More than a half-dozen colors to choose from, the option to open your garage door with your smart device and every design from retro-modern to the same style you’ve seen for decades.
Choosing a new garage door can be an unexpectedly fun home renovation. It can also pay off. Replacing a dented or worn-out garage door can make up to 87 percent of its cost back in home valuation, according to the financial advice website nerdwallet.com.
You can find many of these options, and commercial overhead door options, at Duluth’s oldest garage door dealer. In Duluth since 1951, the Overhead Door Company has been in service for more than 95 years. Overhead Door is also located in Hibbing and other areas in Minnesota and across the country.
Overhead Door Company also sells rolling steel doors, mall gates, security shutters, “all kinds of loading dock equipment” and semi-trailer truck doors, said Peter Finnegan, general manager at Duluth’s location. The company also sells equipment to area mines. Overhead Door will service both the doors it has sold and doors sold by competitors.
While some sources indicate that upward-acting doors were advertised as early as the 1900s, they began being mass-produced in 1921, thanks to Overhead Door Company’s founder, C.G. Johnson. Overhead’s website says the first electrical door came from Johnson in 1926.
Today, a newly-installed garage door can last for 40-plus years, Finnegan said. A replica of an early electric garage door can still be found in Duluth’s Overhead Door office on Airpark Boulevard.
“We like to do it right the first time,” he said.
Doing it right is also on the customer. Maintenance at home can range from visual inspections to preventative maintenance. A homeowner should wash their garage door at least once a year in the spring. They should also lubricate all moving parts, Finnegan said. Some parts, like the torsion spring, should be replaced at least once a year.
The garage door’s steel strength has improved over the decades.
“What’s really changed is the insulation,” Finnegan said. Even if you don’t have a heated garage, insulation helps improve conditions, such as condensation on your car windows, he said. It also gives garage doors better resistance to losing heat.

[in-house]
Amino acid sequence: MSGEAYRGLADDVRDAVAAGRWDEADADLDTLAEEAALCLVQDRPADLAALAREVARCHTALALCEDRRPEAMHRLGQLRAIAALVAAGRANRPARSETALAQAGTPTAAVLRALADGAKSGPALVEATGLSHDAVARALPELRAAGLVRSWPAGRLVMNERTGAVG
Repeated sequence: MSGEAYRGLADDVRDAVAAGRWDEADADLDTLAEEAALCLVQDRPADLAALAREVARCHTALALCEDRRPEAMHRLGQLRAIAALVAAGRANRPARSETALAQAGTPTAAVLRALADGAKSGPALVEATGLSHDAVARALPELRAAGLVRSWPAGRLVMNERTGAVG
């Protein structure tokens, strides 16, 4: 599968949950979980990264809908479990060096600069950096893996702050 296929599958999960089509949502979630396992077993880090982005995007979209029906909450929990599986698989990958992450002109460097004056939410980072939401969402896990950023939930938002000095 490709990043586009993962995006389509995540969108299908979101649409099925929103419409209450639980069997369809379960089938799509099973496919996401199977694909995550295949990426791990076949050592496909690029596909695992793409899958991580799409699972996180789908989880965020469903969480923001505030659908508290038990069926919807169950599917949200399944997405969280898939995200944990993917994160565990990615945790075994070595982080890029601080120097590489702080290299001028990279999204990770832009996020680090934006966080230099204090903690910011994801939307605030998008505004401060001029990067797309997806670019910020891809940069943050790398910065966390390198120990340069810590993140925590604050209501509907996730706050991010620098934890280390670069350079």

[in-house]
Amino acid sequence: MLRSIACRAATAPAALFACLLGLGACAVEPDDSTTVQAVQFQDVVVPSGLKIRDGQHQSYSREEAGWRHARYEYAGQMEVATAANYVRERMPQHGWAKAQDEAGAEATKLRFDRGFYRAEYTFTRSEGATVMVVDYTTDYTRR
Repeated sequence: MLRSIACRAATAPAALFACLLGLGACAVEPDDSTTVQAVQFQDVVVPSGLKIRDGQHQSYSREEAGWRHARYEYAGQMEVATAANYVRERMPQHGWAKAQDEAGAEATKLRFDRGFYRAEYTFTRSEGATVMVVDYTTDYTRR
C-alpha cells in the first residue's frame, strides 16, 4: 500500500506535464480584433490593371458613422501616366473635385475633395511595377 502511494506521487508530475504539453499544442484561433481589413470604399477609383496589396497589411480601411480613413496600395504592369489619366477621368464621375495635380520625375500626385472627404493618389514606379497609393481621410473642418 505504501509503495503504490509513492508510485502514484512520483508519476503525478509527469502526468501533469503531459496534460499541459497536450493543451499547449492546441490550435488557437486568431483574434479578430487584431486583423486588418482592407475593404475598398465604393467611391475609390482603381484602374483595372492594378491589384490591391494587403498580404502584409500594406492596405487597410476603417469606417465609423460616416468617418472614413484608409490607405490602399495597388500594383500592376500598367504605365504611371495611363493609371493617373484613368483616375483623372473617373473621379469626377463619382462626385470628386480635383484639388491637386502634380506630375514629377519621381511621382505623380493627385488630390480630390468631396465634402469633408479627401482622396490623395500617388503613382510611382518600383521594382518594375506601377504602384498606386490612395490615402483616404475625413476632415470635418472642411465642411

As in many home renovations, what’s old is once again new. Retro “art deco” has become popular, creating an “ultra-modern look,” Finnegan said.
Vertical windows are also popular, and Finnegan showed off numerous examples in Overhead Door’s office. Although, he added, windows are largely a cosmetic feature to the garage door and can add hundreds to your price.
The garage doors themselves aren’t the only improvement. Customers today can design their own garage door on an app, and even add a photo of their own home to test out the look. They can choose from a variety of colors on a “soft palette,” Finnegan said. He said that one such color, Black Frost, is popular this year. In the office, a dark evergreen garage door also stood as one example.
Original garage doors were made of wood or Masonite, which became heavier with moisture, Finnegan said. Today’s doors can connect to smart devices.
“Everybody’s used to doing everything at the push of a button,” he said.
But a customer doesn’t have to buy a new garage door to open it from their cellphone. Any door made in 1994 or later can be hooked up to a smart device, Finnegan said.
“Some people have to have it. Some people want to stay away from it,” he said. “We try to please both. We just want to make our customers happy.”
In the office, a “courtyard” door has the looks of an old carriage house door.
“We try to make the doors match the architecture,” Finnegan said.
Despite the door’s decorative hinges and handles, the doors still roll up.
Outside of the office and connected shop, you can find Overhead Door’s employees going on-call for repairs at all hours of the day, though you may pay more after hours.
On a recent day when the temperatures plunged more than 10 degrees F below zero, technicians were on the road to Two Harbors to repair a part.
“Cold weather drives our business,” Finnegan said, adding that spring steel breaks when temperatures drop below zero.
“If we can fix it, we fix it.”